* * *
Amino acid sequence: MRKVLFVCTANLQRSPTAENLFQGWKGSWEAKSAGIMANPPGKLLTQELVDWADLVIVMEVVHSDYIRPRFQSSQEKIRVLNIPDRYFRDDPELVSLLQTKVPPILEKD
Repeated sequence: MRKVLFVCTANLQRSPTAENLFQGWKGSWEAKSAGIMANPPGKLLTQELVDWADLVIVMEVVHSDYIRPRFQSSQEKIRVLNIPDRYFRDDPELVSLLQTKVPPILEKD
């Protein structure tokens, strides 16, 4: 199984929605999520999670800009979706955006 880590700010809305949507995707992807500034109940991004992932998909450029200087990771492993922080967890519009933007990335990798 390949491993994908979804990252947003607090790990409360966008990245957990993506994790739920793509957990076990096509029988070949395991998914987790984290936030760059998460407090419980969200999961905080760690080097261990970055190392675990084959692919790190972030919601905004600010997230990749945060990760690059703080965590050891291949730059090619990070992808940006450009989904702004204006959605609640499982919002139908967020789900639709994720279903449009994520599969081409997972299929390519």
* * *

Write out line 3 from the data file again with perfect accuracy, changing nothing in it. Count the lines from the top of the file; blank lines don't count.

């Protein structure tokens, strides 16, 4: 199984929605999520999670800009979706955006 880590700010809305949507995707992807500034109940991004992932998909450029200087990771492993922080967890519009933007990335990798 390949491993994908979804990252947003607090790990409360966008990245957990993506994790739920793509957990076990096509029988070949395991998914987790984290936030760059998460407090419980969200999961905080760690080097261990970055190392675990084959692919790190972030919601905004600010997230990749945060990760690059703080965590050891291949730059090619990070992808940006450009989904702004204006959605609640499982919002139908967020789900639709994720279903449009994520599969081409997972299929390519």